Such an action would not be revolutionary simply for its anti-imperialism. The independence movement was, after all, born from such a union. No, it would be revolutionary because it would be both anti-imperialist and give a lead seat at the table to those who make up the peasant class and proletariat. Such a move would be of the utmost necessity and a natural step because the anti-imperialist front (that is buying local and eschewing foreign products) can only be done successfully by those oppressed classes and they will only offer their support if they have the deciding seat at the table.
Such a unity bloc could seriously tackle food security, ensuring that local produce gets primacy of place and even if subsidies are needed, to ensure its sustainability. The same method could then be applied to manufactured items, maybe even rising to the level of banning the importation and sale of foreign goods which compete with local goods.
More importantly, this united front would allow the capitalist and industrial classes to take these risks (and there are risks) because the nation (proletariat and peasants) would be endorsing and signing off on such national moves, so sanctions, though tough, would be manageable with the distribution of goods taking place on a priority of needs (see Cuba’s special period).
This is a tall order. If we are frank we can admit that the proletariat, peasants, managerial class and capitalist class have, for the most part, bought both the neo-colonial and neo-liberal line which dictates that our national place be poverty. This pandemic may have changed the thinking in the minds of some, if only temporarily, and must be exploited to its full potential. Initiatives such as the Azan agro-park, though in the capitalist mode, are of the nationalist perspective and need to be encouraged as well as others like it.
The pandemic and the ensuing shortages and, in some cases, halting of certain items which we have come to rely on via importation, have got us honestly thinking and talking about import substitution. With certain products getting more expensive to import or simply purchase, and the burdensome delivery time lag, people are discussing the possibilities of manufacturing on a local level. This can even be seen in the banks and other finance sectors, which because they are starved of their usual short-term clients (due to COVID) are not only providing accounts to people who last year would have been scorned but are also providing loans for interesting long-term projects.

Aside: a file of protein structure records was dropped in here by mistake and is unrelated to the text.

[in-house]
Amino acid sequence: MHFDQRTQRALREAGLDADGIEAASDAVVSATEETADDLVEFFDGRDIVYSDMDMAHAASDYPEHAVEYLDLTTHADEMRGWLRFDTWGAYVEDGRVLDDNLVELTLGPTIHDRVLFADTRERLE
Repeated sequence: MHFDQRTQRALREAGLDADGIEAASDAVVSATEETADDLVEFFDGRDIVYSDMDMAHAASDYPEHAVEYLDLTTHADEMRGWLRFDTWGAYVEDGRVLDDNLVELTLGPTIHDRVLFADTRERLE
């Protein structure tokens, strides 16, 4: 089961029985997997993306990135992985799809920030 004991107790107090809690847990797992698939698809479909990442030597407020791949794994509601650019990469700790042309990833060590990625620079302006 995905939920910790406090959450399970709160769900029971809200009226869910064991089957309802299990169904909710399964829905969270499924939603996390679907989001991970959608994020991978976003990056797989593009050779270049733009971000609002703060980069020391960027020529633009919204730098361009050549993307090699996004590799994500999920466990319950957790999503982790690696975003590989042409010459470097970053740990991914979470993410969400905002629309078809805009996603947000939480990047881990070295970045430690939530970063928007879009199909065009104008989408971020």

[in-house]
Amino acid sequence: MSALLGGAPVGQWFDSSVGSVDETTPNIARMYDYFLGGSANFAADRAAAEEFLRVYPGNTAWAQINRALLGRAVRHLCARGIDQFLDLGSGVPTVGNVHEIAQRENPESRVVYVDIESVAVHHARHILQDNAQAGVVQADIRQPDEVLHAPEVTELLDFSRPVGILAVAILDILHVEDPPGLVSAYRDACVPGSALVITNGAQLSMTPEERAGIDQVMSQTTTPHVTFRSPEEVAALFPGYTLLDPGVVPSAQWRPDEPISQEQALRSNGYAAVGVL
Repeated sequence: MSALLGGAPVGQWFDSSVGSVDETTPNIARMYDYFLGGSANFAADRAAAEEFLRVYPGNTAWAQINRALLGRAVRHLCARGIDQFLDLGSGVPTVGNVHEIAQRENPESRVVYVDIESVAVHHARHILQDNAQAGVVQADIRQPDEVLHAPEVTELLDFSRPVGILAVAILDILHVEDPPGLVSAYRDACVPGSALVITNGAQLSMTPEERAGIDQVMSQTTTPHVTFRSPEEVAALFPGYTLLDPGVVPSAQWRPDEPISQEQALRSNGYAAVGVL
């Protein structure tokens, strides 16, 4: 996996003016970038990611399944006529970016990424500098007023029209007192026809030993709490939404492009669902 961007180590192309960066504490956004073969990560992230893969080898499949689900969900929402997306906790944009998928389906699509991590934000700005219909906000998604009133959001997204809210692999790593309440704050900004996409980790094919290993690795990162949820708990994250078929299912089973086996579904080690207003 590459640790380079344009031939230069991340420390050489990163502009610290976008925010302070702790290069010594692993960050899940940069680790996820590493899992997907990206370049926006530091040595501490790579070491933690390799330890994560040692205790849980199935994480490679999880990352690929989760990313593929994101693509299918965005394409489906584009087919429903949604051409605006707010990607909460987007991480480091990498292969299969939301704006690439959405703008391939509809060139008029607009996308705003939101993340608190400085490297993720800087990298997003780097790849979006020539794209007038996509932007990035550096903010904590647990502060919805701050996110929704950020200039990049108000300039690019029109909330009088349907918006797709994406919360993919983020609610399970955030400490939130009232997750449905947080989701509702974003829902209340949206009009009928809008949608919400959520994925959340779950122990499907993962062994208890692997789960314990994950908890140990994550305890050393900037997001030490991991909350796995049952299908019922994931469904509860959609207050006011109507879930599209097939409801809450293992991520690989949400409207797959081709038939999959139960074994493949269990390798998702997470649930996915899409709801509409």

This proto nationalism has even crept into the halls of government and civic groups. We see serious discussions relating to how to fund and implement a true social security and unemployment fund. It must be nurtured and encouraged. We must be showing in plain language how it is to be done and why it is so important. We must guard against the natural tendency which will arise when normality is restored on the international scene, that is relying on the US, Europe, and Asia for our basic needs. If we are truly after independence and the prosperity which it offers, then a unity of these four blocs is needed, a common goal and understanding of how it is to be achieved, distributed (wealth) and guarded (ruled) over.
This can be done. We have done the first half in the past and there is no rhyme or reason why we can’t do it again and this time see it to its completion. Our comprador leaders and industrialists must be challenged. The belief in the long-discredited trickledown theory must be attacked with alternatives offered.
The long-standing belief that everything foreign must be better must be disposed of, and the bias we have towards giving the industrialists, financiers (with a smattering of the managerial class) the power of life and death and total control of the State must be reversed and the lions’ share of the power must be with the workers in the fields and factories. This marriage and formation of a new society is the only way we can begin fixing our issues, dealing with the challenges of yesterday, today, and tomorrow.